Obama Farewell Applies To All Of Us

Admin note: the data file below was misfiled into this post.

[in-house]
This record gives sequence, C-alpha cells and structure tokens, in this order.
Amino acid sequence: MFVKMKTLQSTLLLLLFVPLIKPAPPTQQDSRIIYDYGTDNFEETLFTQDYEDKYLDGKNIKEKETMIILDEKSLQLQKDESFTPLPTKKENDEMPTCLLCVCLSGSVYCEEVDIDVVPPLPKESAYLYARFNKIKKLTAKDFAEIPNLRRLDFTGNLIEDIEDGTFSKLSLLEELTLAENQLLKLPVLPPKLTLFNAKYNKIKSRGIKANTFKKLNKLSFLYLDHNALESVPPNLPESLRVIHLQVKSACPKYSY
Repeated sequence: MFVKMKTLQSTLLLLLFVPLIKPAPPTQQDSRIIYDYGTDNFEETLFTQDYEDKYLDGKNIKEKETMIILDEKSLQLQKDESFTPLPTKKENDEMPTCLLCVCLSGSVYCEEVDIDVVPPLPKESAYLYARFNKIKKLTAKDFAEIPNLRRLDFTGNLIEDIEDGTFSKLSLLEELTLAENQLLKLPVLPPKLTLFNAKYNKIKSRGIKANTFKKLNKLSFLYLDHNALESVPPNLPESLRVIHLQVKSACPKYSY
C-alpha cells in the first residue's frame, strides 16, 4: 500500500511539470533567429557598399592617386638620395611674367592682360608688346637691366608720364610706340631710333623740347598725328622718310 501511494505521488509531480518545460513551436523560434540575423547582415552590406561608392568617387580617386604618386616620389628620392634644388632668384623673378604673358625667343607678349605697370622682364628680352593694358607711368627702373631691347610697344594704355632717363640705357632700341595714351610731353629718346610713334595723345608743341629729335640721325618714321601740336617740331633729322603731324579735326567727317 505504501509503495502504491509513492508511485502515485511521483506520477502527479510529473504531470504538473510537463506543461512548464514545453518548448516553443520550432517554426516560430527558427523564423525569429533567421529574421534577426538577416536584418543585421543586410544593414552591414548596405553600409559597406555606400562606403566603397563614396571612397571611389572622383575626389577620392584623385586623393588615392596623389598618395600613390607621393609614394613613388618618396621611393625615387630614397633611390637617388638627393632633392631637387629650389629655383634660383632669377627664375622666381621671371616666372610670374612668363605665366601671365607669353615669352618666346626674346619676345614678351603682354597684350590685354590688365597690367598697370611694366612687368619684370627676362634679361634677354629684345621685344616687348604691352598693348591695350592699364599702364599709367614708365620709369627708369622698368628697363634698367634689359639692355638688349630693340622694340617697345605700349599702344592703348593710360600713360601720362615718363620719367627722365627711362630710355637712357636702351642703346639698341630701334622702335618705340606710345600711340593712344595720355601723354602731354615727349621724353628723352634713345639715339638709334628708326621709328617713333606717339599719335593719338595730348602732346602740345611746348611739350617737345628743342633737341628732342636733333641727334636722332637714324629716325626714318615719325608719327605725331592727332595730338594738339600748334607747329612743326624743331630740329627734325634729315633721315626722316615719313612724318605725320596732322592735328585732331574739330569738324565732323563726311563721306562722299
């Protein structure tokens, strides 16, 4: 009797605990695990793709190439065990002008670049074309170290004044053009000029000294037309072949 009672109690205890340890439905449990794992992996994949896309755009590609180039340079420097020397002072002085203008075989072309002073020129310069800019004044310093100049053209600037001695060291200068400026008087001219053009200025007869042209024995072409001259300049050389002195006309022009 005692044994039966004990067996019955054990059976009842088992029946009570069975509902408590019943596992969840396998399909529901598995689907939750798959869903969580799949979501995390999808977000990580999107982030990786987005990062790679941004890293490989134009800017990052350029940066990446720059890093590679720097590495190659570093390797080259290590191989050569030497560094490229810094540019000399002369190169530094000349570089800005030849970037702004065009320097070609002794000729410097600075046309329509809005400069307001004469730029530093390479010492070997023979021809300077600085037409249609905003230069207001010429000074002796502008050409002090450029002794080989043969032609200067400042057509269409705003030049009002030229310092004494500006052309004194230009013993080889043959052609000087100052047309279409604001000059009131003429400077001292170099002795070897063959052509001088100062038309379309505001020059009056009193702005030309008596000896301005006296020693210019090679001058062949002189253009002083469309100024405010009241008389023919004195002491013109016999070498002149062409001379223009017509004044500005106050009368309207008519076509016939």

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Annabel Edwards  On January 10th, 2017, our 44th president gave his final farewell to the country. After eight years as our commander-in-chief, Barack Obama provided his last words and hopes for our next presidency, as well as his aspirations for our future. For an overview, Obama began his speech by referring back to his first work in Chicago and his belief that “change only happens when ordinary people get involved, engage, and come together.” He continued to talk about America’s persistence to build a better nation in the effort to follow the gift given to us by our Founding Fathers, “liberty and the pursuit of happiness.” President Obama’s focus was on the state of our democracy, and the idea that we, as a country, can change and progress in all areas. He addressed the idea that America faces many challenges in the process of change, and that “for every two steps forward, it often feels we take one step back.” This statement was my favorite line in his entire speech. The belief that we always face difficulties in our country is evident, and like Obama said, although we face difficulties, in the overarching sweep, America is a forward-thinking nation that continues to reflect its change through the people. He later shifted the focus to addressing the state of our democracy, specifically the threats we face, but also the goals we can set for ourselves in these upcoming years. We face many threats like racism, inequality, and discrimination, and Obama made the point of saying that changing laws for these threats aren’t enough. We must work as a nation to change the hearts of future generations to overcome each threat we face. We must prioritize our goals and overcome our differences through communication, compromise, and the help from our future generations and democracy. Obama also addressed the terrorism that plagues our country, and how overcoming each tragedy together can effectively decrease the threats and the overarching fear of terrorism. Lastly, he expressed our strong need for democracy, and democracy’s strong need for us. Our Constitution is a gift to America, but we are the change that makes our country a better nation, and we’ve been given this amazing task of improving such a great nation. To end, he thanked his family, Joe Biden, the staff of the White House and the people of America and asked for one final request for more change. His farewell was an important remark about our country and democracy. Like he said, our country faces threats everyday from both within and out, but this can change. We as a country, and even Latin as a community, are not weakened any threats, but must compromise our differences in opinions and stand up as a nation. Although some may not have the same political opinions as our president, his advice regarding the future of our nation should not be taken lightly, nor be overlooked by those who oppose him. His advice applies to every Latin student, citizen, worker, adult, and child of America. We can never push forward if we do not get our hands dirty and have faith in our leaders, in each other, and in America itself. After eight years, it was sad to hear President Obama give his last remarks. No matter which political party you belong to, there is no doubt Obama changed our country, whether you believe for the better or for the worse. He was the first black president, influencing our future generations and setting the standard for what America is capable of achieving. His faith in our country lasted eight years, and he always believed in us. Yes, we can. ]]>